Janos Starker tackles this cello concerto with amazing confidence; technical difficulties encountered by others in its performance appear unknown to him. Tonal purity, even in the dreaded upper register and the cadenzas, remains unscathed, so that one can concentrate wholly on the meditative magic of the music.
Starker has found worthy fellow musicians in Antal Dorati and the London Symphony Orchestra. The conductor and soloist set a benchmark in how to work together as a team in concert in that it is less the often-lamented emulation than the interpretation, which stands in the foreground in this performance. Rather, the two protagonists commit themselves to a chamber-music-like reading, which is distinguished by the dynamically moderate intonation of the orchestra and the slender tone of the soloist throughout. An ever-welcome encore is found on side two with Bruch’s Kol Nidrei, performed with verve and a good portion of romantic, melting sweetness, which allows this evergreen to flourish.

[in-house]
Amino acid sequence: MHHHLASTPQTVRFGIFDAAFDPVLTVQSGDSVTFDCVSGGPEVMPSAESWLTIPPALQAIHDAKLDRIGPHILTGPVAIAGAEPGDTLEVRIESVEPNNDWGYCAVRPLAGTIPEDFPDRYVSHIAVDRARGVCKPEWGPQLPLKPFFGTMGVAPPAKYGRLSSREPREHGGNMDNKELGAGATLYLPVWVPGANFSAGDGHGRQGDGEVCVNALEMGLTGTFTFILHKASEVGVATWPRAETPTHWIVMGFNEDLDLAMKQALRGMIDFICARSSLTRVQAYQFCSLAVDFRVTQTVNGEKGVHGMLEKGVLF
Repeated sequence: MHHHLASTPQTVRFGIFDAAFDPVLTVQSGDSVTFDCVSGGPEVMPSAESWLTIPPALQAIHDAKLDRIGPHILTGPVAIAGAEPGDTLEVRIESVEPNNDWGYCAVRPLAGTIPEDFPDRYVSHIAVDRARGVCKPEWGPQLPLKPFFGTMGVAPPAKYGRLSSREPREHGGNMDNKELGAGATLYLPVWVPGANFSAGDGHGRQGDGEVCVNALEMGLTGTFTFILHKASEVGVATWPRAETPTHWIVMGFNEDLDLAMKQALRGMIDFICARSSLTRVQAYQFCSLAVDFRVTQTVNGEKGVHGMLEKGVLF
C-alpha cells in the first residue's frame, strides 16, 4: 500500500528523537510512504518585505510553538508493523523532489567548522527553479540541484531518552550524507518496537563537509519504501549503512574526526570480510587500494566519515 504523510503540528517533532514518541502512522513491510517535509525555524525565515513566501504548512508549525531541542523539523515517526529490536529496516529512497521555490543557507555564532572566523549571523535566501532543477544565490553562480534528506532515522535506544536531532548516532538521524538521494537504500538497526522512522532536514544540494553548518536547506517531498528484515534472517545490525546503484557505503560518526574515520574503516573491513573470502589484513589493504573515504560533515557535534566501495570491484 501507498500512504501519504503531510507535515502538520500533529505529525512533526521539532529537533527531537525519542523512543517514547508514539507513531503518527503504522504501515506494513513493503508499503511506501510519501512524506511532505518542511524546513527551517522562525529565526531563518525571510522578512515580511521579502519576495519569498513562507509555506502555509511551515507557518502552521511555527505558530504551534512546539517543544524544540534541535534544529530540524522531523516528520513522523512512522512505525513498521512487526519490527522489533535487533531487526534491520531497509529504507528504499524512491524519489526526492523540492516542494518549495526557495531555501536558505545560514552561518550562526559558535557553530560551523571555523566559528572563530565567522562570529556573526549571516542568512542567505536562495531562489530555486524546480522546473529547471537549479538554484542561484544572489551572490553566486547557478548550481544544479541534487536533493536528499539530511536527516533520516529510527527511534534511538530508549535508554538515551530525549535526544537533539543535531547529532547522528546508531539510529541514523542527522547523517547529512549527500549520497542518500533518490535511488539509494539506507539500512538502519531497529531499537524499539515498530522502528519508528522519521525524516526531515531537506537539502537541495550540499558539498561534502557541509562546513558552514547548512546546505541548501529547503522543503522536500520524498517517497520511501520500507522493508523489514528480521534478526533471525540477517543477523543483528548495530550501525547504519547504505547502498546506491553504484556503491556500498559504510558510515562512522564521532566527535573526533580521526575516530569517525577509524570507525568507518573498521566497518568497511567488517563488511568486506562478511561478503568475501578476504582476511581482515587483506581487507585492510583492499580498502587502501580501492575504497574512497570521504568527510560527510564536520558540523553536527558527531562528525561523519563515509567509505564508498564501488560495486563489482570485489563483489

1. Dvorak: Violoncello Concerto
2. Bruch: Kol Nidrei